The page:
Photos show near miss as jet mistakes taxiway for runway

Air Canada plane was just 18m above ground before pulling up , avoiding crash into others

The Air Canada pilots mistook the taxiway for the runway next to it and flew their jet to just 18 metres (59ft) above ground before pulling up to attempt another landing, according to the US National Transportation Safety Board (NTSB). Photograph: iStock

The Air Canada pilots mistook the taxiway for the runway next to it and flew their jet to just 18 metres (59ft) above ground before pulling up to attempt another landing, according to the US National Transportation Safety Board (NTSB). Photograph: iStock

 

Newly released photographs and information have shown how shockingly low an Air Canada jet was when it pulled up to avoid crashing into planes waiting on a San Francisco International Airport taxiway last month.

The Air Canada pilots mistook the taxiway for the runway next to it and flew their jet to just 18 metres (59ft) above ground before pulling up to attempt another landing, according to the US National Transportation Safety Board (NTSB).

That is barely taller than the four planes that were on the taxiway when the incident occurred late at night on July 7th.

Pilots in a United Airlines plane alerted air traffic controllers about the off-course jet, while the crew of a Philippine Airlines jet behind it switched on their plane’s landing lights in an apparent last-ditch danger signal to Air Canada.

NTSB investigators said they have not determined probable cause for the incident, which came within a few feet of becoming one of the worst disasters in aviation history.

“It was close, much too close,” said John Cox, a safety consultant and retired airline pilot.

This composite of images released by the National Transportation Safety Board (NTSB) shows Air Canada flight 759 attempting to land at the San Francisco International Airport. At top is a map of the runway. At centre is from a transmission to air traffic control from a United Airlines airplane on the taxiway. The bottom image, taken from San Francisco International Airport video , shows the Air Canada plane flying just above a United Airlines flight waiting on the taxiway. Photograph: NTSB via AP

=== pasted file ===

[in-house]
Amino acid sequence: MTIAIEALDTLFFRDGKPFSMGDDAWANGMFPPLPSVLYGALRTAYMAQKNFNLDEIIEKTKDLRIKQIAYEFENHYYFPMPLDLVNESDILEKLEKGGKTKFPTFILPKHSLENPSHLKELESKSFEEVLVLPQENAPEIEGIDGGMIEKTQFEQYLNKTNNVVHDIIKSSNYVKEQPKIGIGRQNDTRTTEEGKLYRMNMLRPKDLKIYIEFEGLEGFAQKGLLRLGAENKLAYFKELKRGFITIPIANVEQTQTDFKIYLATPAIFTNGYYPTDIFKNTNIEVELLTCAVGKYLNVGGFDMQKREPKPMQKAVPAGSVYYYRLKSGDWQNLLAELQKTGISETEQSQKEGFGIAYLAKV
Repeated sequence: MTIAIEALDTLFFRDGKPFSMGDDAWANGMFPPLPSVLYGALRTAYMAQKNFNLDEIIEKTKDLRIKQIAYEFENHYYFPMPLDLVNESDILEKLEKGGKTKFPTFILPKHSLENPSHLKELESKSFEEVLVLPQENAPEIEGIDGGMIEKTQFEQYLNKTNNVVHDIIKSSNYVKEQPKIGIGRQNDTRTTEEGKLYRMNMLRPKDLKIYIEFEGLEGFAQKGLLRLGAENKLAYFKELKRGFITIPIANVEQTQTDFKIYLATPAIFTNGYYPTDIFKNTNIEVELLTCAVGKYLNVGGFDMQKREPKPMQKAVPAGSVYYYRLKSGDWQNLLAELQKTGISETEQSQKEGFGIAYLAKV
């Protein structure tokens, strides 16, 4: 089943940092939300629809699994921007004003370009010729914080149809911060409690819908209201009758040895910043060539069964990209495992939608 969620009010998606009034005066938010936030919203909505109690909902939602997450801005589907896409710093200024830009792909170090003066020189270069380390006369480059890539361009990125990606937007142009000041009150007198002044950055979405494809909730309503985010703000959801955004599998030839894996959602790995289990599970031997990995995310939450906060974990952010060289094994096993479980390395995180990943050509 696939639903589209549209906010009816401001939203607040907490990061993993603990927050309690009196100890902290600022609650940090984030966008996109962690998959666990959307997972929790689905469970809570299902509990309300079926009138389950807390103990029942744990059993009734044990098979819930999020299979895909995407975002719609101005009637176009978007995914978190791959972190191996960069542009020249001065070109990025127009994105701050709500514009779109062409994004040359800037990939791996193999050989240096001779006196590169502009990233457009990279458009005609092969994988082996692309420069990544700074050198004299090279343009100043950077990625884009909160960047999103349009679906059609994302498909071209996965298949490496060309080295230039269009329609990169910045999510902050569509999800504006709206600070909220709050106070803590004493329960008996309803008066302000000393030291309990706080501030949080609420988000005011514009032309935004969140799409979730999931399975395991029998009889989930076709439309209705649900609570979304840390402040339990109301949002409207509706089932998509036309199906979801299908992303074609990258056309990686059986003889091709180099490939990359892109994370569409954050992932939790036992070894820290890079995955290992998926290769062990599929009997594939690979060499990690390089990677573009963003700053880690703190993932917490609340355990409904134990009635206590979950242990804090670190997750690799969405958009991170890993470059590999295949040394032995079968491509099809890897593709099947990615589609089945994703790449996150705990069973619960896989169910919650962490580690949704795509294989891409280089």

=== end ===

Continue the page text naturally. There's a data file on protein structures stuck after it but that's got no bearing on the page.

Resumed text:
This composite of images released by the National Transportation Safety Board (NTSB) shows Air Canada flight 759 attempting to land at the San Francisco International Airport. At top is a map of the runway. At centre is from a transmission to air traffic control from a United Airlines airplane on the taxiway. The bottom image, taken from San Francisco International Airport video , shows the Air Canada plane flying just above a United Airlines flight waiting on the taxiway. Photograph: NTSB via AP

The investigators said that as the Air Canada jet approached the taxiway just before midnight after a flight from Toronto, it was so far off course that it did not appear on a radar system used to prevent runway collisions.

Those systems were not designed to spot planes that are lined up to land on a taxiway — a rare occurrence, especially for airline pilots. But the US Federal Aviation Administration is working on modifications so they can do so in the future, agency spokesman Ian Gregor said.

Both pilots of the Air Canada Airbus A320 jet were very experienced. The captain, who was flying the plane, had more than 20,000 hours of flying time, while the co-pilot had logged about 10,000 hours.

The pilots told investigators “that they did not recall seeing aircraft on taxiway but that something did not look right to them,” the NTSB said.

Investigators could not hear what the Air Canada captain and co-pilot said to each other during the aborted landing because their conversation was recorded over when the plane made other flights, starting with a San Francisco-to-Montreal trip the next morning.

Recorders are required to capture only the last two hours of a plane’s flying time.

Peter Fitzpatrick, a spokesman for Air Canada, declined to comment, citing the ongoing investigation.

AP